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Responsible driving rewarded with prizes in the Hague

The first speedometer money box has been operating in the Dutch city since last week

  • February 26, 2020 19:30
  • Author Aseniya Dimitrova
Medium speedometer  photo by arnaud roelofsz for city of the hague
Source: Speedometer. Photo by Arnaud Roelofsz / City of the Hague

The problem with drivers exceeding the speed limits in cities is as old as the cars themselves. Much has been done to deter drivers from trespassing, starting from penalizing measures, through solutions aiming to raise drivers awareness like 3D crosswalks or even smart pedestrian crosswalks. Yet the problem remains.

Respectively, so does the question of how to protect roads from overspeeding. Luckily, some cities have come up with ingenious solutions to this challenge. With a system based on rewards, instead of sanctions, they take into consideration what behavioural psychologists have long been aware of.

Behavioural psychology to the rescue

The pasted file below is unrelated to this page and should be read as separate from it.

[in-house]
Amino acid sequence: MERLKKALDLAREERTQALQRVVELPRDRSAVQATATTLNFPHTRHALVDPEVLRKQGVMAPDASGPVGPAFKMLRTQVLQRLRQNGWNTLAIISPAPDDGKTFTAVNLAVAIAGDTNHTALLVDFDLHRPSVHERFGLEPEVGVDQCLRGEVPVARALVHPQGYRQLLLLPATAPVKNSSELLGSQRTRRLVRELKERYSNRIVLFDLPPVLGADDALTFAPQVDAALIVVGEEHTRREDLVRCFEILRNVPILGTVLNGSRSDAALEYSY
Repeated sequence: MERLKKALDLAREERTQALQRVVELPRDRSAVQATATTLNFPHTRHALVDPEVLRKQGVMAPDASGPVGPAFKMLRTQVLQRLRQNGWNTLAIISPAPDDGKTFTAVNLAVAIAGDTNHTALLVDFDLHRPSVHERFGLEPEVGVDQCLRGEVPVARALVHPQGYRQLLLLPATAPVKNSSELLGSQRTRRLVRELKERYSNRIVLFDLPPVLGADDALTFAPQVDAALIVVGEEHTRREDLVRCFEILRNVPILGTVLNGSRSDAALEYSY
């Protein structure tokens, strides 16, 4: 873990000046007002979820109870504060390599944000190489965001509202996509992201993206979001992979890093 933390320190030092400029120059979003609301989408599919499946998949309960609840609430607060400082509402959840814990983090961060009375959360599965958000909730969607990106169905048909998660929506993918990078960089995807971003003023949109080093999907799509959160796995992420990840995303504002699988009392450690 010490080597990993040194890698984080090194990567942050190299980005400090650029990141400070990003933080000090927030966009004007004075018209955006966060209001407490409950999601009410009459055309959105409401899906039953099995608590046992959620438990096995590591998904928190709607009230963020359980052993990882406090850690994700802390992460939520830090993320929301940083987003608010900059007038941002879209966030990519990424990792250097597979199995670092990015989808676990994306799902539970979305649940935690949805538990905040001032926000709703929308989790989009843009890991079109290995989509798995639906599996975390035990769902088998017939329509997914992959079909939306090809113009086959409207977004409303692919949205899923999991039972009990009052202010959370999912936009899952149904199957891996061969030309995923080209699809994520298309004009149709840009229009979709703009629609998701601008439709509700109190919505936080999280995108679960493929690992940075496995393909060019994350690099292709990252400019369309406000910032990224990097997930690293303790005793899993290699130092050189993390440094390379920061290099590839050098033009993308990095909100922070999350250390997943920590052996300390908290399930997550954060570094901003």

They know that stimulating good conduct can have a strong motivational force and sometimes overpower the deterring effects of punishment. Here is why the Hague became yet another city in the Netherlands to install a speedometer money box.

The first such box has been operating since 19 February in Kranenburgweg, a zone where drivers have a tendency to drive too fast. For every driver who respects the maximum speed of 30 kilometres per hour, a small amount goes into the digital money box.

The saved amount is given to the residents to be spent on a goal they have chosen, for example, more greenery in the neighbourhood. The box will stay for a period of five weeks and another similar tool will be installed later in 2020.

Real results in road safety

With the speedometer money box, the municipality of the Hague wants to increase road safety just like other places in the country have already done. Where the money box has been in operation, it has resulted in 25% fewer overspeeding drivers, calculate the local authorities.

The speed limit in the Hague has been set at 30 kilometres per hour for residential areas, or in 110 of the 120 neighbourhoods. Accordingly, on roads important for the accessibility of the city the limit is 50 kilometres per hour.

Speed displays have been one of the ways to show drivers in real-time if they respect the limits. However, the municipality explains that the displays have only a temporary effect, as the drivers return to fast driving shortly afterwards. Here is why they are being relocated every month to a different place.

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